You can’t miss the advertising for Loro Parque. As well as being on huge hoardings in the airport arrivals hall and lining the motorway in both directions, every waste bin has a picture of a lion, a dolphin a gorilla or some other animal with the words Loro Parque, Tenerife’s Must-See emblazoned across it.
The first thing that strikes you as you draw near to the vast animal park with its striking white canvas awnings suspended above a canopy of green, is the soundtrack emanating from behind its gates. Macaw screams and parrot shrieks punctuate the air with the occasional bass note of a lion roar or the treble alto of a chimpanzee laugh.
As you pass through the Thai entrance with its carp filled ponds, it’s the superb quality and attention to detail of the surroundings that draws your attention. Like its sister attraction, Siam Park, this is no shoestring endeavour. The endless tropical jungle setting with its 7000 palm trees, the landscaping, architecture, building standards and high levels of customer service all reveal the investment made in creating this extraordinary environment.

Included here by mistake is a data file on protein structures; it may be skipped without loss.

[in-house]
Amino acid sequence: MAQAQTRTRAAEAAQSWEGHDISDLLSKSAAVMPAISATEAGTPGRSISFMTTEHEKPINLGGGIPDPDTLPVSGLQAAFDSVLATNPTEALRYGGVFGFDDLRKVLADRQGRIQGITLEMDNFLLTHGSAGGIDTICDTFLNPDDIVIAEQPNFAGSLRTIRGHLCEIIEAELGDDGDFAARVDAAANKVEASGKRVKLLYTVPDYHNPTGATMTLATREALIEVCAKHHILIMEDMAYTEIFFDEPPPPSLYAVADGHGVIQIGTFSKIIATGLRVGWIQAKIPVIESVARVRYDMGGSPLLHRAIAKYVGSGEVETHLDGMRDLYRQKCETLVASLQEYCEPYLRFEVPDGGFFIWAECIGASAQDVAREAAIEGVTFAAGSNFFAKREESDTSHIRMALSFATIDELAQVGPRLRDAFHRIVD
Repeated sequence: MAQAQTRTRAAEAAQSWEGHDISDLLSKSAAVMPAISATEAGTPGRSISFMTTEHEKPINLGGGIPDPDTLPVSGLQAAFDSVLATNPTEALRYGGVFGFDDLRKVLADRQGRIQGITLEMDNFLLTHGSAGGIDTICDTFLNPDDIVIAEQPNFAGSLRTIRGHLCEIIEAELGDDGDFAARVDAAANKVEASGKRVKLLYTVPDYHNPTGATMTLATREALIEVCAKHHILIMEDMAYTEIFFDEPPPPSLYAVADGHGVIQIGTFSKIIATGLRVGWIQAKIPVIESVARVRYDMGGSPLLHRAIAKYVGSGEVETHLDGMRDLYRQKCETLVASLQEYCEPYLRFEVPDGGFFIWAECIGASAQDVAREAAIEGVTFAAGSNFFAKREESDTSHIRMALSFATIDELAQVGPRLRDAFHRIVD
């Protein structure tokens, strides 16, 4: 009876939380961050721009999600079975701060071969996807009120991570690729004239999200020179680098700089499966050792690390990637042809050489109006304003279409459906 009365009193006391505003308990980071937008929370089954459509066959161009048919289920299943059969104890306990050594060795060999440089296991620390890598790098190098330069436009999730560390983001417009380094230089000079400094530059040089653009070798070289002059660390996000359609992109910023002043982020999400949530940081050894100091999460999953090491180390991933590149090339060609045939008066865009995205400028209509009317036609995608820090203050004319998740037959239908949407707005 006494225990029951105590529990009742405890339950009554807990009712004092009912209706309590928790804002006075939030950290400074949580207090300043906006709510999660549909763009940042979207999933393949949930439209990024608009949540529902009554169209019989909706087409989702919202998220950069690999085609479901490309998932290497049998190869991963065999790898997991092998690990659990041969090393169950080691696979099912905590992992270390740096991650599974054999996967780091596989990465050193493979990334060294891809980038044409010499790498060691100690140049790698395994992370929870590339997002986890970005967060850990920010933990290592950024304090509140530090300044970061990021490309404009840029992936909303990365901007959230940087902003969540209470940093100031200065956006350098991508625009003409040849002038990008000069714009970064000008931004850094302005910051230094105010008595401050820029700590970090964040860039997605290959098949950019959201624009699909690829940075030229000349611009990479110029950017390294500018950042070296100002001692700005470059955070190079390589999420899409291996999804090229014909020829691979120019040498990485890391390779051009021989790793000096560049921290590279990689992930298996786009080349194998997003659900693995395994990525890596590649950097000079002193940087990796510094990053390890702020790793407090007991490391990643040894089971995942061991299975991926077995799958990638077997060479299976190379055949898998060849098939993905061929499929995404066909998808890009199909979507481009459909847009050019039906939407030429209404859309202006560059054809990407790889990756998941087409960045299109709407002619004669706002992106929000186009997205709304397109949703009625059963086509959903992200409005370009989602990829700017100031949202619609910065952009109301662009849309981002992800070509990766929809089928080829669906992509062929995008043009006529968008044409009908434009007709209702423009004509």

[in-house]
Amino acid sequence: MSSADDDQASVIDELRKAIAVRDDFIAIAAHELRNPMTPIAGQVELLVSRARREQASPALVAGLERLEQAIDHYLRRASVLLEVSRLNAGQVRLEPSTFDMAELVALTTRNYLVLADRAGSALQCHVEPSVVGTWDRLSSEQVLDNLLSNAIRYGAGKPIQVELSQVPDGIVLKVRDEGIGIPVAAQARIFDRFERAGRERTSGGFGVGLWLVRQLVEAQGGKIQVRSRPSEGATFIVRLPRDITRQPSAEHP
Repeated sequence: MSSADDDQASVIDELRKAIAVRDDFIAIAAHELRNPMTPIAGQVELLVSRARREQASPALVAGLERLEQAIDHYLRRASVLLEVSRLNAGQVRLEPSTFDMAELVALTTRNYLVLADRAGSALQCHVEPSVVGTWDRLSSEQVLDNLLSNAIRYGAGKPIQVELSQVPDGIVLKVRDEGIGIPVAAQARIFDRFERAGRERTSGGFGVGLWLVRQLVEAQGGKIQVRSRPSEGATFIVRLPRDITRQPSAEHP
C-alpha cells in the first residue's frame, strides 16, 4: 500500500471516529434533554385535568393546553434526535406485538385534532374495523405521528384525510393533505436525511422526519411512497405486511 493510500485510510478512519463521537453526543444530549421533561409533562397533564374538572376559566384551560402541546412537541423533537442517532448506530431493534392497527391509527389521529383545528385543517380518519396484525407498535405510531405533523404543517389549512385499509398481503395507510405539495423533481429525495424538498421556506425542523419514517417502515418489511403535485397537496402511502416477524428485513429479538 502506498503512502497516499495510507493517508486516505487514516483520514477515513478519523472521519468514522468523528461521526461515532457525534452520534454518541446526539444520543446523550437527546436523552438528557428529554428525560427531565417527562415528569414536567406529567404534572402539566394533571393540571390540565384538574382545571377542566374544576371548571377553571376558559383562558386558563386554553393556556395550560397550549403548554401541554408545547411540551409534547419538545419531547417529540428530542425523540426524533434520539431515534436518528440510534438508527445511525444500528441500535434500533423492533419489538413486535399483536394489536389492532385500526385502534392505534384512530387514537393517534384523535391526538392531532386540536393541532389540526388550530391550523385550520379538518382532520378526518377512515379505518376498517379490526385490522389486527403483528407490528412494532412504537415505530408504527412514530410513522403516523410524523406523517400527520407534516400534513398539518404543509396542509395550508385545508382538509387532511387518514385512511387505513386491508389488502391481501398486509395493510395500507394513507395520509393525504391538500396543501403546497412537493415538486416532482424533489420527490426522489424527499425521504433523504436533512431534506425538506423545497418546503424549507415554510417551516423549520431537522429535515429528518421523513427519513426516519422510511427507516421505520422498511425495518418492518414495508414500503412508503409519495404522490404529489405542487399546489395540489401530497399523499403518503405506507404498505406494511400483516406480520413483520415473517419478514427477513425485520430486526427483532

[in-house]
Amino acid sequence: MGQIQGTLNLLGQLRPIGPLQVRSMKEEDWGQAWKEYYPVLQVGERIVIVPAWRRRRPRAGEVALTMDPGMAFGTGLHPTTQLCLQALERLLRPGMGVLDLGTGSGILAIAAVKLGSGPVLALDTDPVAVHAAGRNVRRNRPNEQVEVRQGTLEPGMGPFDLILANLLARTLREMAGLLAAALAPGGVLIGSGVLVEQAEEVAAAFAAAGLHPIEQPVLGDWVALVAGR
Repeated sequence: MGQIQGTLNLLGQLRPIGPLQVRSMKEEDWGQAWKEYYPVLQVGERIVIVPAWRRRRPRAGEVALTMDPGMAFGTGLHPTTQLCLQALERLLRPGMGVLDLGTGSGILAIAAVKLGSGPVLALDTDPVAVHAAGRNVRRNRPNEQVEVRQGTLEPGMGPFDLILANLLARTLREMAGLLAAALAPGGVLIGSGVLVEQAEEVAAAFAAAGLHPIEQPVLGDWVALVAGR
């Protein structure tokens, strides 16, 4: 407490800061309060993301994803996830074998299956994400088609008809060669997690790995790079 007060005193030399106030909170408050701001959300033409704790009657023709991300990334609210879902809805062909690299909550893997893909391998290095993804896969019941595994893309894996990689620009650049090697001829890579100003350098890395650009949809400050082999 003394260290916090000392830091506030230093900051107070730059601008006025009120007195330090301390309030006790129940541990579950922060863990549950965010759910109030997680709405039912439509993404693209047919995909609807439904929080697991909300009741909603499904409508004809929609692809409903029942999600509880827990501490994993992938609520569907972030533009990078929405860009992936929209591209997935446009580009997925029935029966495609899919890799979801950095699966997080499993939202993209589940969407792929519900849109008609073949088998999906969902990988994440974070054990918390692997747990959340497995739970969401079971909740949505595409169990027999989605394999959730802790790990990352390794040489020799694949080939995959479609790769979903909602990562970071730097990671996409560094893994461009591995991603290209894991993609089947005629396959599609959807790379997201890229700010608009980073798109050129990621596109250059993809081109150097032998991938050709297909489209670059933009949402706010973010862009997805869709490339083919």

Once inside the WOW factors just keep coming at you – the pink cloud of flamingos reflected in their lake; the gorillas in their huge arena; the penguins on their iceberg – standing beneath the snowfall, waddling comically across the ice and moving so gracefully beneath the surface. For me, the biggest thrills are the dolphin show which is the best I’ve ever seen, the orcas where I feel so privileged just to see these beautiful denizens of the deep and of course the parrots who began this whole journey and after whom the park is named.
What perhaps isn’t obvious to visitors is the amount of conservation work that Loro Parque is involved with. Loro Parque is a rescue and rehabilitation centre for both terrestrial and marine species and many of its animals have arrived via the rescue route. The Loro Parque Foundation will spend almost €100,000 on conservation programmes worldwide this year. To date, the Parque itself has bred 1214 chicks from 160 endangered species and sub species of parrots and last year there were chicks for a rare species of macaw, twins for the sloths and a baby jaguar born.
Is Loro Parque really a Tenerife must-see? That’s a resounding “YES!” from me.
Loro Parque; Avenida Loro Parque, Puerto de la Cruz; (0034) 922 37 38 41; open every day 8.30am to 6.45pm (last entrance 4pm), tickets €32 adults, €21 children (6 – 11 years)
Category : days out
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